To paraphrase former head coach Dennis Green, maybe we truly are what we thought we were.
For the first time since the season-opening loss to the Seattle Seahawks, the Cincinnati Bengals showed the kind of ability that we all had hoped they were capable of when they held the Oakland Raiders to just 17 points, including a lone field goal in the second half.
Unfortunately, not even a quarterback change could help the anemic offense look anything like what Tyler Boyd and others envisioned before the season, and the Bengals dropped an encouraging/discouraging 17-10 contest Sunday afternoon for its 10th straight loss, and their 19th loss in their last 21 games.
“I thought overall that the defense played with the energy that we’ve expected them to play with all year,” head coach Zac Taylor told reporters after the game. “They were swarming to the ball which we challenged them to do as a group, rushing attack we were facing, and then they created the turnovers that really should have given us an opportunity to win the game and we just couldn’t get it done.”
Cincinnati’s defense forced a pair of turnovers. The first came when mammoth defensive tackle Josh Tupou punched the ball out of the arms of Raiders running back Josh Jacobs, and linebacker Nick Vigil recovered. The Bengals were able to turn that break into their only touchdown of the day.
The second came on a Jessie Bates III interception that proved to be the first third-down interception Derek Carr had thrown all season. It was also Bates’ second game in a row with an interception.
The Raiders came into the game with just eight turnovers all season on four interceptions from Carr and four lost fumbles.
“We didn’t do anything different,” Bates explained. “We didn’t put in any new defense or anything. I just think we played very well as a whole defense. We played very physical. We controlled the front. Like I said, it’s a testament to us how well we can play and the potential that we have as a defense.”
The defensive effort wasn’t perfect, but it was so much better than it had been. Sunday marked the second week in a row that the Bengals have held the opposing offense to under 400 yards. Oakland managed 386 total yards and was just 2-for-4 in the red zone.
Against Baltimore, total yards didn’t mean a lot. But Sunday was a different story, and the Bengals were in this one right up to the very end—thanks to that defense.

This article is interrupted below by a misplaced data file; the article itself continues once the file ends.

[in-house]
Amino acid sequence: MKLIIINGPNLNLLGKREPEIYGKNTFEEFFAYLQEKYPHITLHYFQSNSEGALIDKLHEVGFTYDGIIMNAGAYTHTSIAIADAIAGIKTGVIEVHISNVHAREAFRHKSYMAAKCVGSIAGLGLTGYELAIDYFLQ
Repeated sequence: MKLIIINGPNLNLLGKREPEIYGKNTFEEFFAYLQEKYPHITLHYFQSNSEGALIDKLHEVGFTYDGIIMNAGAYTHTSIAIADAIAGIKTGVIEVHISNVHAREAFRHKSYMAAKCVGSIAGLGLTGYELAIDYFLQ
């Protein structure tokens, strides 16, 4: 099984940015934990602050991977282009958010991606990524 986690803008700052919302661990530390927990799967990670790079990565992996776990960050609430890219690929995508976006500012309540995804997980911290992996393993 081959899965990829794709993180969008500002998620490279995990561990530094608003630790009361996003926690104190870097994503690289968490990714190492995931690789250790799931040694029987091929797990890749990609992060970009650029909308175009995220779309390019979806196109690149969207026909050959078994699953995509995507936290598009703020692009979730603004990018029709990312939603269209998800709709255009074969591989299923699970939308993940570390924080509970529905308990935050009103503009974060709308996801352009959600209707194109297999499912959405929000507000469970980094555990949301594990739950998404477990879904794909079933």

Carr had another impressive performance, completing 25 of 29 passes for 292 yards and a touchdown, and an overall passer rating of 105.7. But the Bengals harassed him throughout much of the afternoon, and didn’t make it easy getting throws off.
Cincinnati, going up against an Oakland front that had allowed only 12 sacks all season, sacked Carr three times and recorded a total of seven quarterback hits. Geno Atkins was credited with 1.5 of those sacks to go along with a pair of quarterback hits. Carlos Dunlap got credit for a half sack and a quarterback hit, Carl Lawson had a sack and two quarterback hits and Sam Hubbard accounted for the other two quarterback hits.
Jacobs gashed the Bengals’ defense for 112 yards on 23 carries, an average of 4.9 yards per carry, but his costly fumble allowed Cincinnati to keep things close. Overall, however, Oakland managed just 113 yards on the ground on 34 carries for an average of 3.3 yards per carry.
Jacobs’ longest run was for 21 yards, but was one of nine plays of at least 20 yards that the Raiders posted on the afternoon.
“That’s something we still need to work on, eliminating explosive plays and we’re not doing that right now,” Bates said. “So, you know we got the turnovers, we got the sacks. Now the next thing is, is eliminating the explosive plays and continuing to stop the run.”
And the middle of the field continued to be a problem. Raiders’ tight end Darren Waller boasted five receptions for 78 yards and fellow tight end Foster Moreau was wide open for an easy touchdown in the second quarter. Slot receiver Hunter Renfrow broke free for 66 yards on five receptions.
But the effort was there, and the optimism that the play of the defense generated actually seemed to be authentic.
“Guys were just playing football,” said rookie linebacker Germaine Pratt. “Flying around playing football. Running to the ball, just trying to get win.”
And maybe, just maybe, the offense will finally decide to hold up its end of the bargain. If and when that happens, and if the defense continues to make progress, the Bengals should finally be able to break into the win column. Then the Bengals may even start to become what we all hoped they would be when this season started—winners.